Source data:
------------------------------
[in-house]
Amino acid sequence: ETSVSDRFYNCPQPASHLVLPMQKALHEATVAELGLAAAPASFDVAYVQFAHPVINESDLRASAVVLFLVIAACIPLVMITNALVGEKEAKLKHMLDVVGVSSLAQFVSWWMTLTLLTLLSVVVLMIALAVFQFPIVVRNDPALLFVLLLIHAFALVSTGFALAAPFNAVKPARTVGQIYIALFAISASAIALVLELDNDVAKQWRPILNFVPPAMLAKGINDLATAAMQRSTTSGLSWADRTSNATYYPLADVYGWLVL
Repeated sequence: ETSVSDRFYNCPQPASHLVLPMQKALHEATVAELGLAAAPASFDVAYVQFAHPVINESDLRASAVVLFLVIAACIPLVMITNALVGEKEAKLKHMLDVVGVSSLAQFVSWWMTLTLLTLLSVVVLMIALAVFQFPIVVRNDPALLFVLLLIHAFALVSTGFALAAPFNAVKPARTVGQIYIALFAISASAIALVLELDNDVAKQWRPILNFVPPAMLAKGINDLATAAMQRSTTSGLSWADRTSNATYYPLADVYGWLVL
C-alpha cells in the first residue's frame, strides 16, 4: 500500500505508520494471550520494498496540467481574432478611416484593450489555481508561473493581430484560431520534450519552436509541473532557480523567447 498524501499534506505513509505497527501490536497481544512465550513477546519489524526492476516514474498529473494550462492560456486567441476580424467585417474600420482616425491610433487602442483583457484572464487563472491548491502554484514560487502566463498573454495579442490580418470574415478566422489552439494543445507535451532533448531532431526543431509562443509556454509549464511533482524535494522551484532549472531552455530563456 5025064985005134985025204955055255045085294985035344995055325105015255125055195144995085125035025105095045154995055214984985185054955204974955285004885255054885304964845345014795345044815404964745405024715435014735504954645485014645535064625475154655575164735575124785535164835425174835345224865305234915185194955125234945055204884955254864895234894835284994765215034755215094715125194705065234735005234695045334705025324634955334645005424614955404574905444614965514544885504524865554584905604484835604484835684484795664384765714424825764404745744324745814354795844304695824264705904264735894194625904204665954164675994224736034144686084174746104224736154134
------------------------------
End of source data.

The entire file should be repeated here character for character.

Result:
[in-house]
Amino acid sequence: ETSVSDRFYNCPQPASHLVLPMQKALHEATVAELGLAAAPASFDVAYVQFAHPVINESDLRASAVVLFLVIAACIPLVMITNALVGEKEAKLKHMLDVVGVSSLAQFVSWWMTLTLLTLLSVVVLMIALAVFQFPIVVRNDPALLFVLLLIHAFALVSTGFALAAPFNAVKPARTVGQIYIALFAISASAIALVLELDNDVAKQWRPILNFVPPAMLAKGINDLATAAMQRSTTSGLSWADRTSNATYYPLADVYGWLVL
Repeated sequence: ETSVSDRFYNCPQPASHLVLPMQKALHEATVAELGLAAAPASFDVAYVQFAHPVINESDLRASAVVLFLVIAACIPLVMITNALVGEKEAKLKHMLDVVGVSSLAQFVSWWMTLTLLTLLSVVVLMIALAVFQFPIVVRNDPALLFVLLLIHAFALVSTGFALAAPFNAVKPARTVGQIYIALFAISASAIALVLELDNDVAKQWRPILNFVPPAMLAKGINDLATAAMQRSTTSGLSWADRTSNATYYPLADVYGWLVL
C-alpha cells in the first residue's frame, strides 16, 4: 500500500505508520494471550520494498496540467481574432478611416484593450489555481508561473493581430484560431520534450519552436509541473532557480523567447 498524501499534506505513509505497527501490536497481544512465550513477546519489524526492476516514474498529473494550462492560456486567441476580424467585417474600420482616425491610433487602442483583457484572464487563472491548491502554484514560487502566463498573454495579442490580418470574415478566422489552439494543445507535451532533448531532431526543431509562443509556454509549464511533482524535494522551484532549472531552455530563456 5025064985005134985025204955055255045085294985035344995055325105015255125055195144995085125035025105095045154995055214984985185054955204974955285004885255054885304964845345014795345044815404964745405024715435014735504954645485014645535064625475154655575164735575124785535164835425174835345224865305234915185194955125234945055204884955254864895234894835284994765215034755215094715125194705065234735005234695045334705025324634955334645005424614955404574905444614965514544885504524865554584905604484835604484835684484795664384765714424825764404745744324745814354795844304695824264705904264735894194625904204665954164675994224736034144686084174746104224736154134